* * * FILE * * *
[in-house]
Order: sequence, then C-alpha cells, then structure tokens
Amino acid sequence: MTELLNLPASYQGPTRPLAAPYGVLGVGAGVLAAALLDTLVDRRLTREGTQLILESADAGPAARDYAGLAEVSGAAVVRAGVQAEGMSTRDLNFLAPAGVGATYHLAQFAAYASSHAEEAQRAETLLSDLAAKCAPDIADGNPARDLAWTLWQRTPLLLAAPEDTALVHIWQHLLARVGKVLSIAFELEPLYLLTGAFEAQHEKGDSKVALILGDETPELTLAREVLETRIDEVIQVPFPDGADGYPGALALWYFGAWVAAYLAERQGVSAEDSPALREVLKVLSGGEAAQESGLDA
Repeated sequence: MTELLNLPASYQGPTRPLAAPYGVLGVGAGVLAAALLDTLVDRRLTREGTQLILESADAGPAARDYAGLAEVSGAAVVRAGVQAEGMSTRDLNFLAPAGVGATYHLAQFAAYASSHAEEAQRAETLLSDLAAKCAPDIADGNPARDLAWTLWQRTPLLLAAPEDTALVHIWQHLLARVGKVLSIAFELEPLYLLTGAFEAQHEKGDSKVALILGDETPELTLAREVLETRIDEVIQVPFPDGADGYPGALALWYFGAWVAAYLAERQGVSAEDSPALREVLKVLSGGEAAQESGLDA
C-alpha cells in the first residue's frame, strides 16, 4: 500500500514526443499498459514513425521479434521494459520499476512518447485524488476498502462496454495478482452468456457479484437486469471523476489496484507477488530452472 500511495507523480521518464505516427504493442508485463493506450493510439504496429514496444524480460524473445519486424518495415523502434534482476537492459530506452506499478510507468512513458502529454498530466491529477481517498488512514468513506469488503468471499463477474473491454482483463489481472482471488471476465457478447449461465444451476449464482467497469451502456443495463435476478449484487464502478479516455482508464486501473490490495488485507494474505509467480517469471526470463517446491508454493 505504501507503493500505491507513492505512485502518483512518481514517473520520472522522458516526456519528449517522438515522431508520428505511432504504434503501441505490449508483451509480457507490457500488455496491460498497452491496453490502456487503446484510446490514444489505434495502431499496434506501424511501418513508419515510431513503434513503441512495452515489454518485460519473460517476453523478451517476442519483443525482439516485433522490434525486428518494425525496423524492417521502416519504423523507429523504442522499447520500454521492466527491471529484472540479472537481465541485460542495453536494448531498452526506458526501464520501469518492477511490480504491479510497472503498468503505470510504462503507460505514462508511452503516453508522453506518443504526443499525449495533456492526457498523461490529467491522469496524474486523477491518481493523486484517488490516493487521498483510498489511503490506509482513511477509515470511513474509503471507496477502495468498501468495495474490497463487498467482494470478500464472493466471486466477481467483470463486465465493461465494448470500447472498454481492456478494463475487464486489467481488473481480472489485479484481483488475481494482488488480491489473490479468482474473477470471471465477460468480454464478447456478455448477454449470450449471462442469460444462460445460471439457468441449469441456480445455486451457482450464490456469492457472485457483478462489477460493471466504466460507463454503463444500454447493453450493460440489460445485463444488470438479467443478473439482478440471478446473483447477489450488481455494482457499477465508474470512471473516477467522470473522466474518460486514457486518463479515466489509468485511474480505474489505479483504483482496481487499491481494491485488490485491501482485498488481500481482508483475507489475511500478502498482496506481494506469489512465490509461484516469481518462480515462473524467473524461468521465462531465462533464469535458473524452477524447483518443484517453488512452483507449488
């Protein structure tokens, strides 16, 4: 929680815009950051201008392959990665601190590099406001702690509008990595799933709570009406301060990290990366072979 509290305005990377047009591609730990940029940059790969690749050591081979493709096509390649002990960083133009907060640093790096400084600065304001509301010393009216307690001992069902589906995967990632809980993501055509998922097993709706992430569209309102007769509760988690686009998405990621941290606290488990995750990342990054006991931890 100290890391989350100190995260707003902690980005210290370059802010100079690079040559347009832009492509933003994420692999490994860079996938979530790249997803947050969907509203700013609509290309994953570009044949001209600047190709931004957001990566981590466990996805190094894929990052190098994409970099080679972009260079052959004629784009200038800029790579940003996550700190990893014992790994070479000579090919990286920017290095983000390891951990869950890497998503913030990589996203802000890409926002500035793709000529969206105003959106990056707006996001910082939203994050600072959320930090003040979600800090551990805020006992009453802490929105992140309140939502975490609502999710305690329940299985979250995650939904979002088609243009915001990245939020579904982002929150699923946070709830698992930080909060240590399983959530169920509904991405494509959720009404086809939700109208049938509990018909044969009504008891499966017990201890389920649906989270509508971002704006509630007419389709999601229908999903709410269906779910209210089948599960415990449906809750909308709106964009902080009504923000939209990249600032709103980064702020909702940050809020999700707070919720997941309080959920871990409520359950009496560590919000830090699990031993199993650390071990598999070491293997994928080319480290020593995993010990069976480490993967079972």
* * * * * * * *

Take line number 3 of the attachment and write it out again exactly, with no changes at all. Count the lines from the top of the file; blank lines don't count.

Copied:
Amino acid sequence: MTELLNLPASYQGPTRPLAAPYGVLGVGAGVLAAALLDTLVDRRLTREGTQLILESADAGPAARDYAGLAEVSGAAVVRAGVQAEGMSTRDLNFLAPAGVGATYHLAQFAAYASSHAEEAQRAETLLSDLAAKCAPDIADGNPARDLAWTLWQRTPLLLAAPEDTALVHIWQHLLARVGKVLSIAFELEPLYLLTGAFEAQHEKGDSKVALILGDETPELTLAREVLETRIDEVIQVPFPDGADGYPGALALWYFGAWVAAYLAERQGVSAEDSPALREVLKVLSGGEAAQESGLDA